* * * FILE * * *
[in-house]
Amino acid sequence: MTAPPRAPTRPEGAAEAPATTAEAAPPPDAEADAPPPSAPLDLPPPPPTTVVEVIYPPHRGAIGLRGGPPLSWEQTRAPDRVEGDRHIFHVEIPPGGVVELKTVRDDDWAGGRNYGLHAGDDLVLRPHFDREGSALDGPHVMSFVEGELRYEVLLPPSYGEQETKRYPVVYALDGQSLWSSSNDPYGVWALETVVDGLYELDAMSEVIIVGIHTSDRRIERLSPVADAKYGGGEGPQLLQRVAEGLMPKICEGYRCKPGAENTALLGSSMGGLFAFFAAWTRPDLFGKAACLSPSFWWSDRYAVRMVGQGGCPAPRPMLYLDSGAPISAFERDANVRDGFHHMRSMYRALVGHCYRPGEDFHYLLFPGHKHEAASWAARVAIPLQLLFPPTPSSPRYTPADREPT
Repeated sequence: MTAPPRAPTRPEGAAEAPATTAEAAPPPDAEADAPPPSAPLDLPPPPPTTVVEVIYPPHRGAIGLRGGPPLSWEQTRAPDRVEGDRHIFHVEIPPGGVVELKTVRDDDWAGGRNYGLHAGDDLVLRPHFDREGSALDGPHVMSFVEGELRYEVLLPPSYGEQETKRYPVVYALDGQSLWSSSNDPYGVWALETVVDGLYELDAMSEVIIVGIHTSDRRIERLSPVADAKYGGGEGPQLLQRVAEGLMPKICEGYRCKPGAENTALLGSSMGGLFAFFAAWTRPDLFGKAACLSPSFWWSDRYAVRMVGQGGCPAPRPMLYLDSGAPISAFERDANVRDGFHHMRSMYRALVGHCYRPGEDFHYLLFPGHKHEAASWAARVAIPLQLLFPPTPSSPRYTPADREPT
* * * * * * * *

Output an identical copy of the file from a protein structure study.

[in-house]
Amino acid sequence: MTAPPRAPTRPEGAAEAPATTAEAAPPPDAEADAPPPSAPLDLPPPPPTTVVEVIYPPHRGAIGLRGGPPLSWEQTRAPDRVEGDRHIFHVEIPPGGVVELKTVRDDDWAGGRNYGLHAGDDLVLRPHFDREGSALDGPHVMSFVEGELRYEVLLPPSYGEQETKRYPVVYALDGQSLWSSSNDPYGVWALETVVDGLYELDAMSEVIIVGIHTSDRRIERLSPVADAKYGGGEGPQLLQRVAEGLMPKICEGYRCKPGAENTALLGSSMGGLFAFFAAWTRPDLFGKAACLSPSFWWSDRYAVRMVGQGGCPAPRPMLYLDSGAPISAFERDANVRDGFHHMRSMYRALVGHCYRPGEDFHYLLFPGHKHEAASWAARVAIPLQLLFPPTPSSPRYTPADREPT
Repeated sequence: MTAPPRAPTRPEGAAEAPATTAEAAPPPDAEADAPPPSAPLDLPPPPPTTVVEVIYPPHRGAIGLRGGPPLSWEQTRAPDRVEGDRHIFHVEIPPGGVVELKTVRDDDWAGGRNYGLHAGDDLVLRPHFDREGSALDGPHVMSFVEGELRYEVLLPPSYGEQETKRYPVVYALDGQSLWSSSNDPYGVWALETVVDGLYELDAMSEVIIVGIHTSDRRIERLSPVADAKYGGGEGPQLLQRVAEGLMPKICEGYRCKPGAENTALLGSSMGGLFAFFAAWTRPDLFGKAACLSPSFWWSDRYAVRMVGQGGCPAPRPMLYLDSGAPISAFERDANVRDGFHHMRSMYRALVGHCYRPGEDFHYLLFPGHKHEAASWAARVAIPLQLLFPPTPSSPRYTPADREPT